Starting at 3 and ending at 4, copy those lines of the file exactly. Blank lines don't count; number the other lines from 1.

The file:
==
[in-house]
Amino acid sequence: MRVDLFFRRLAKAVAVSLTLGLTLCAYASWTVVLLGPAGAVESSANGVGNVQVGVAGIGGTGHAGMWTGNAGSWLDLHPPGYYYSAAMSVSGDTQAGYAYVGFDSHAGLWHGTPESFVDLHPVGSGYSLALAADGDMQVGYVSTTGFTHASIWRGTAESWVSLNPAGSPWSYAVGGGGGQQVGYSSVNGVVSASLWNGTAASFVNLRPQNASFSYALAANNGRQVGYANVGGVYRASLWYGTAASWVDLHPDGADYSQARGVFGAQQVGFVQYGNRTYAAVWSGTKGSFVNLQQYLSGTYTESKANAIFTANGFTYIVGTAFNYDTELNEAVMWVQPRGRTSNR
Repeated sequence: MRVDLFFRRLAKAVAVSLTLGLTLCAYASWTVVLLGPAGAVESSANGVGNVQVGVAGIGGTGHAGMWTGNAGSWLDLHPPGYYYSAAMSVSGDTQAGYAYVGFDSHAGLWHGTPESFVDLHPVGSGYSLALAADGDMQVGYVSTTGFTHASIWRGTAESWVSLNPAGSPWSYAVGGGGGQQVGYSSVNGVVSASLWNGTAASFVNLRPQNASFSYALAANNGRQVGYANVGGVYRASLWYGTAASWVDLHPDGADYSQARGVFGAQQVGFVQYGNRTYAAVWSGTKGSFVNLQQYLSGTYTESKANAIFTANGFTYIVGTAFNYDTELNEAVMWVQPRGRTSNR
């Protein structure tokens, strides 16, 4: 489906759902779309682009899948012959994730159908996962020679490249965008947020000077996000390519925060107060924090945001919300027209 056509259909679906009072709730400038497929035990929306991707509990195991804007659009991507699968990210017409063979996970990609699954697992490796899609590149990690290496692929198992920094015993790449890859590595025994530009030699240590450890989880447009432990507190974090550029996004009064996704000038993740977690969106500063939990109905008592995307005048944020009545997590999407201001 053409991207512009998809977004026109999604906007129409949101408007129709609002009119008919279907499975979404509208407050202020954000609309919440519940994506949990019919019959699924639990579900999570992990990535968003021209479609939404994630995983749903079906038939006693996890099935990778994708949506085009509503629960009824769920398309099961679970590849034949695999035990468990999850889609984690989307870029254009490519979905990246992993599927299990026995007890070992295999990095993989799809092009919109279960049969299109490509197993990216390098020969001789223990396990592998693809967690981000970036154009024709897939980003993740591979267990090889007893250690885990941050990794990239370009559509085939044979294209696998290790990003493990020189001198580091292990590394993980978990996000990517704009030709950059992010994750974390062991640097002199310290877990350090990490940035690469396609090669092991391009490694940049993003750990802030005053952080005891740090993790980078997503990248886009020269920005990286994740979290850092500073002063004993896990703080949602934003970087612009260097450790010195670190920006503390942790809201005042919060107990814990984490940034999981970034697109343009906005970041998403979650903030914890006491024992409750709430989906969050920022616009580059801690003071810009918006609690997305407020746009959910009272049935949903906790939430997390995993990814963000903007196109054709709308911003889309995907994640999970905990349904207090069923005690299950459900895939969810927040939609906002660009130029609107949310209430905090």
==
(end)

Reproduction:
Repeated sequence: MRVDLFFRRLAKAVAVSLTLGLTLCAYASWTVVLLGPAGAVESSANGVGNVQVGVAGIGGTGHAGMWTGNAGSWLDLHPPGYYYSAAMSVSGDTQAGYAYVGFDSHAGLWHGTPESFVDLHPVGSGYSLALAADGDMQVGYVSTTGFTHASIWRGTAESWVSLNPAGSPWSYAVGGGGGQQVGYSSVNGVVSASLWNGTAASFVNLRPQNASFSYALAANNGRQVGYANVGGVYRASLWYGTAASWVDLHPDGADYSQARGVFGAQQVGFVQYGNRTYAAVWSGTKGSFVNLQQYLSGTYTESKANAIFTANGFTYIVGTAFNYDTELNEAVMWVQPRGRTSNR
């Protein structure tokens, strides 16, 4: 489906759902779309682009899948012959994730159908996962020679490249965008947020000077996000390519925060107060924090945001919300027209 056509259909679906009072709730400038497929035990929306991707509990195991804007659009991507699968990210017409063979996970990609699954697992490796899609590149990690290496692929198992920094015993790449890859590595025994530009030699240590450890989880447009432990507190974090550029996004009064996704000038993740977690969106500063939990109905008592995307005048944020009545997590999407201001 053409991207512009998809977004026109999604906007129409949101408007129709609002009119008919279907499975979404509208407050202020954000609309919440519940994506949990019919019959699924639990579900999570992990990535968003021209479609939404994630995983749903079906038939006693996890099935990778994708949506085009509503629960009824769920398309099961679970590849034949695999035990468990999850889609984690989307870029254009490519979905990246992993599927299990026995007890070992295999990095993989799809092009919109279960049969299109490509197993990216390098020969001789223990396990592998693809967690981000970036154009024709897939980003993740591979267990090889007893250690885990941050990794990239370009559509085939044979294209696998290790990003493990020189001198580091292990590394993980978990996000990517704009030709950059992010994750974390062991640097002199310290877990350090990490940035690469396609090669092991391009490694940049993003750990802030005053952080005891740090993790980078997503990248886009020269920005990286994740979290850092500073002063004993896990703080949602934003970087612009260097450790010195670190920006503390942790809201005042919060107990814990984490940034999981970034697109343009906005970041998403979650903030914890006491024992409750709430989906969050920022616009580059801690003071810009918006609690997305407020746009959910009272049935949903906790939430997390995993990814963000903007196109054709709308911003889309995907994640999970905990349904207090069923005690299950459900895939969810927040939609906002660009130029609107949310209430905090």